Managing Windows NTFS permissions (also know as Access Control Lists) has always been difficult for users because of the complex UI dialogs and concepts involved. Copying permissions is even harder because when you normally copy files from Explorer, permissions are not retained. You have to use command line tools like icacls to manage permissions. In this article, we will look at a free third party app called NTFS Permissions Tools that makes setting permissions extremely easy.
You can set permissions on files and folders from the Security tab in Properties.
A simpler UI appears when you click the Edit button. If you want to change the Owner or adjust permissions on a more fine-grained level, you can click the Advanced button to bring up the Advanced Security Settings dialog.
However, in newer releases of Windows, the problem is that the Security tab only appears if the Properties for a single folder or single file are open. If you select multiple files or multiple folders and collectively try to set permissions on them, you will see that there is no Security tab at all. Instead, Microsoft wants you to use the command line tool, icacls.exe, which is very inconvenient. If you only want to take ownership of the object and grant full read-write permissions to the Administrators group, you can use Winaero's free TakeOwnershipEx tool to do this. But what if you wanted to set fine-grained permissions or change the permissions on a group of objects located in different folders and assign them to various user accounts?
The third party freeware app, called 'NTFS Permissions Tools' comes with an easy to use GUI for setting permissions and changing ownership on multiple files. It goes further than what Windows allows from its GUI and allows backing up permissions to a file from which it can restore them later. Or you can simply copy the permissions or all security settings on an object and paste them to another object. This is a very useful function because in Windows, various different rules apply when you copy or move files.
- When you copy or move an object to a different folder on the same volume (drive), the original permissions are retained, that is, the object preserves its permissions by default.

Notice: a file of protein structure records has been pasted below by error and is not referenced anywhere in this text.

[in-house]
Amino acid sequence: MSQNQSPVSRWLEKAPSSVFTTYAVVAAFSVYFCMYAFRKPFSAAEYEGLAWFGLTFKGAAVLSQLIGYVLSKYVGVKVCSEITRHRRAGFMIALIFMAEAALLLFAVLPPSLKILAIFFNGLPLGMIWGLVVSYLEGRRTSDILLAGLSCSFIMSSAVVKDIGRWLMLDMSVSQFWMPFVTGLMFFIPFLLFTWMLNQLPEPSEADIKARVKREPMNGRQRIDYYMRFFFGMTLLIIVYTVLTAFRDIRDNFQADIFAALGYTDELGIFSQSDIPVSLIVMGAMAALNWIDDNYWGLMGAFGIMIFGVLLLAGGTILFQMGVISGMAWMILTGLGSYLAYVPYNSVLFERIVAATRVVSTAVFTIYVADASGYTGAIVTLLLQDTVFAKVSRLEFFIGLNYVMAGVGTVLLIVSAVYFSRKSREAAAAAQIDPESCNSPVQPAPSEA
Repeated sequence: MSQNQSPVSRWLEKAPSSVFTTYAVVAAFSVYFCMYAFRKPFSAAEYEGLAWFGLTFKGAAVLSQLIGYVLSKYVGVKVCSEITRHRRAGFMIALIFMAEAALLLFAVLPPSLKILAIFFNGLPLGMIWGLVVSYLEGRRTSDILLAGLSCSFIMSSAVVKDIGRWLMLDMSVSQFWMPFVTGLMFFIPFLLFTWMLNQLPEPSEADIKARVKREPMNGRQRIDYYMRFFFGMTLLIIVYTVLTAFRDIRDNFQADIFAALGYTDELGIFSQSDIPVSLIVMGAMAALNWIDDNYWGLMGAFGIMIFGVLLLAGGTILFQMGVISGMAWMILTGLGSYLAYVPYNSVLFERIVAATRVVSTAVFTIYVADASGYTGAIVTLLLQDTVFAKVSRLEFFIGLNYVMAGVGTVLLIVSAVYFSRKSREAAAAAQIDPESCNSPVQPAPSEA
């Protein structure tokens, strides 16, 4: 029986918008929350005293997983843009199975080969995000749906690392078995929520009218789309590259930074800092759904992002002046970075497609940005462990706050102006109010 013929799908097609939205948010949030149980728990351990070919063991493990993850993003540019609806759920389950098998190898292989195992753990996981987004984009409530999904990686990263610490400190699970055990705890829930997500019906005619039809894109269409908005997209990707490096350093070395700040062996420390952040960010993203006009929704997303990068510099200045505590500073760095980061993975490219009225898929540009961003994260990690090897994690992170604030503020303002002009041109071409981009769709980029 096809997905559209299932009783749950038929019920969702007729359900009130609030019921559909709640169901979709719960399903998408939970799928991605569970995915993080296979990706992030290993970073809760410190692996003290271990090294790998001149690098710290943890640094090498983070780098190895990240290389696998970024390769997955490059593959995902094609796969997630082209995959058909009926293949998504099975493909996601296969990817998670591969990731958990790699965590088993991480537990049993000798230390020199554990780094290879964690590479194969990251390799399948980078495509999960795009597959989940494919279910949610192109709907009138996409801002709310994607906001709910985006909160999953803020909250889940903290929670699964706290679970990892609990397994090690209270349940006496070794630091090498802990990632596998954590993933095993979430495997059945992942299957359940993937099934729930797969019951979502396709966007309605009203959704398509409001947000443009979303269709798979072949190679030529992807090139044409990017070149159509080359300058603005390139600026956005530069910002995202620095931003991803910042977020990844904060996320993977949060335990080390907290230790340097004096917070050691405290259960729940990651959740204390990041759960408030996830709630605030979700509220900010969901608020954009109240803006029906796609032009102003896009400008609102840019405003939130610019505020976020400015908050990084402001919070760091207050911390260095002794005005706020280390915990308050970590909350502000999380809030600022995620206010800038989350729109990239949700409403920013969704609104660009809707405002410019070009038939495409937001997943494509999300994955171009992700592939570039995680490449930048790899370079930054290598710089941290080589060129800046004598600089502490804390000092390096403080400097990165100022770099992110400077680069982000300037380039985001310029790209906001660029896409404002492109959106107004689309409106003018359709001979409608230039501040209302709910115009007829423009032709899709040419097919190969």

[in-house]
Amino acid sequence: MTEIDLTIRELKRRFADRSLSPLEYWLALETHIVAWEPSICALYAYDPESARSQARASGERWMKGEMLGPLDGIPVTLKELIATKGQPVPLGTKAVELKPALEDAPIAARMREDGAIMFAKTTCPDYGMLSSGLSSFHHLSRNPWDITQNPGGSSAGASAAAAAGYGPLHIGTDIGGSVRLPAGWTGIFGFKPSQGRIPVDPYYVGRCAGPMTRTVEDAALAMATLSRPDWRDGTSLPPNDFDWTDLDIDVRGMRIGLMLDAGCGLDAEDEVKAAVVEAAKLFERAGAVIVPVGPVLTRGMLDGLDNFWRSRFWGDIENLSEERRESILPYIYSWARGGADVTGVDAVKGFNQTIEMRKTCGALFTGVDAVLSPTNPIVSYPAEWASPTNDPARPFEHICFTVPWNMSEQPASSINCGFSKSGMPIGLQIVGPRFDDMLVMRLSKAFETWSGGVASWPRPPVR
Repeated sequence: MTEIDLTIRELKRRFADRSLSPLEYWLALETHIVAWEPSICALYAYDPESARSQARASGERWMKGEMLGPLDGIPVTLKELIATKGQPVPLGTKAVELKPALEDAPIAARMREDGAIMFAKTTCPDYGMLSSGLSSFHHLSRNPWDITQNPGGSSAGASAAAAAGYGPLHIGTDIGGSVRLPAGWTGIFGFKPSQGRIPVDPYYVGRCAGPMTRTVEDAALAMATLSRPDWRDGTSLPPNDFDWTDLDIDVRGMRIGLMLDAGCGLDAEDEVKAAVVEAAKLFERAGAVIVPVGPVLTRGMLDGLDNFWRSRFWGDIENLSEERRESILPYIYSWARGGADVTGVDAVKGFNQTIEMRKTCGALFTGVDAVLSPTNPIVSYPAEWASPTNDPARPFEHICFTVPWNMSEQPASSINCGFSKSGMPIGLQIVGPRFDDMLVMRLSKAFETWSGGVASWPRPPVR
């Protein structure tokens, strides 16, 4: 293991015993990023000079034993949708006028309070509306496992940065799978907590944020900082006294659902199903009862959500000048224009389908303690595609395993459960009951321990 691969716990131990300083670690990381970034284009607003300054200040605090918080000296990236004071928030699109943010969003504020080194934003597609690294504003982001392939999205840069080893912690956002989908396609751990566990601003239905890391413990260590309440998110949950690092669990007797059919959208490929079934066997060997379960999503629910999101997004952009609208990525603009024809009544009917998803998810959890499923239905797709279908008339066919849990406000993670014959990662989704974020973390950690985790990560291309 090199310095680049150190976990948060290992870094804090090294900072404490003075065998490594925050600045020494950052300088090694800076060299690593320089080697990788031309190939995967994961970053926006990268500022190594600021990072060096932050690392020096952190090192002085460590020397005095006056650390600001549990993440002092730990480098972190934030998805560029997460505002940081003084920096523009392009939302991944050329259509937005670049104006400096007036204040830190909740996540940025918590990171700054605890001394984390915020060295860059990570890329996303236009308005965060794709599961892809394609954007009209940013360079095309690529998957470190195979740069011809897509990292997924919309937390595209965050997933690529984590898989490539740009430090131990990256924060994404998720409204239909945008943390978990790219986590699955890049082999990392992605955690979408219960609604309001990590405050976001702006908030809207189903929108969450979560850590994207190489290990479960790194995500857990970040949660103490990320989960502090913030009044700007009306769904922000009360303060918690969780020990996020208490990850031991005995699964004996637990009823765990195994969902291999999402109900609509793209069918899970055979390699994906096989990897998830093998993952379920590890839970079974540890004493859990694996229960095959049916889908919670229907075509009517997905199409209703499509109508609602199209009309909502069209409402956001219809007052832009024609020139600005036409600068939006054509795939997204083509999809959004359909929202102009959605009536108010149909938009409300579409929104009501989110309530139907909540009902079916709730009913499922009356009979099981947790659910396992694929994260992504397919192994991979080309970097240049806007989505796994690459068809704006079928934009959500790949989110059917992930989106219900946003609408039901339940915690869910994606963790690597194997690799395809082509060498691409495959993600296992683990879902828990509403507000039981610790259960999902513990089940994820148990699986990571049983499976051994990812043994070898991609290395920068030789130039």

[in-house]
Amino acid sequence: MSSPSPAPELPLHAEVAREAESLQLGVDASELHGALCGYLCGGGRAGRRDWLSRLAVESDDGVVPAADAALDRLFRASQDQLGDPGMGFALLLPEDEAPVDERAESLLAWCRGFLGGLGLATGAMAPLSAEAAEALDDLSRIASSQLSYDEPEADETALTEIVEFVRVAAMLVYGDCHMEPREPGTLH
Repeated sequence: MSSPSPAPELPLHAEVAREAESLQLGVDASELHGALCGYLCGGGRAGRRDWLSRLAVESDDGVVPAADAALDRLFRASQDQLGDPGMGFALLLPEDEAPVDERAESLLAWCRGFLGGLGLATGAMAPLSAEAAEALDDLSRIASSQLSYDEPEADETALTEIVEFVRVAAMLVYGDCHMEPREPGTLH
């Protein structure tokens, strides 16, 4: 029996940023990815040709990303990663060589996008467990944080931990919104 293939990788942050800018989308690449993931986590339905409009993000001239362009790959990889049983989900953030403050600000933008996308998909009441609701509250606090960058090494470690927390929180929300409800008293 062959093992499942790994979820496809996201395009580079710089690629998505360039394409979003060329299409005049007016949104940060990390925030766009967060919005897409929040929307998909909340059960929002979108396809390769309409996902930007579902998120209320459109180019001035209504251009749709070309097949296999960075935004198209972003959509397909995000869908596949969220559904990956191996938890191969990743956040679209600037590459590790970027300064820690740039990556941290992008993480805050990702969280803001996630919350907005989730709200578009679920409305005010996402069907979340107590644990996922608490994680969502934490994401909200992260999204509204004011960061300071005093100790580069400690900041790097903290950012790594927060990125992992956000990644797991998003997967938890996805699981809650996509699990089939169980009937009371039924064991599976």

- When you copy or move an object to another volume (drive), the object inherits the permissions of its new parent folder.
However while copying or moving items, Windows offers you no easy control over this. NTFS Permissions Tools takes the pain out of this entirely because it can copy and paste permissions separate from the object itself.
- NTFS Permissions Tools is a portable tool, which requires no installation. It is developed by a Chinese developer, Han Rui. The website is here. but it always seems to have problems with links and the site URLs keep changing constantly. You can download the latest version of 'NTFS Permissions Tools' directly from the developer's blog. (link to his Chinese blog is here but the app itself does have an English UI). Extract the ZIP and run the appropriate version (32-bit or 64-bit) for your Windows version. If you are unable to download it from the developer's website, get it here from Winaero.
- When you open it, it will ask for UAC elevated permissions. Click Yes. The program has 1-click buttons to set Allow, Deny or Read-only permissions.
- It has two modes of operation. Edit Mode and Browse Mode. In Edit mode, you simply drag and drop any files and folders whose permissions you want to modify, inside its window.
- In Browse mode, you can browse files and folders like a file manager does. You can select a single file or folder or you can select multiple files and folders. Then you can right click on the selected items under any column and change the permissions, accounts and Owner.
- Clicking the Advanced button brings up a Windows-like interface for doing all the advanced tasks such as adjusting inheritable permissions, replacing child object permissions, selecting users or groups etc.
- You can also create NULL or empty Discretionary Access Control Lists (DACLs) on an object by right clicking it and selecting "Empty Access Control List". Null DACLs grant full access to anyone who can access the object. An empty DACL does not grant access to the object until the owner of the object assigns permissions.
Copying and pasting permissions
Right click any item whose permissions you want to copy and click "Copy Permissions" or "Copy Security Settings". The difference between the two is that the former only copies Allow/Read-Only/Deny permissions, whereas the latter copies the Owner as well. The program doesn't yet support copying Auditing permissions, so for configuring those you will have to use the Windows native permissions dialogs.
NTFS Permissions Tools is a must-have application for every system administrator or IT pro. Given the number of times you have to deal with permissions in newer releases of Windows when accessing another user's files, end users will find it useful too. You can reduce your usage of icacls for the tasks it supports, although for some activities like finding Security IDs, setting integrity level etc, icacls will still be required.
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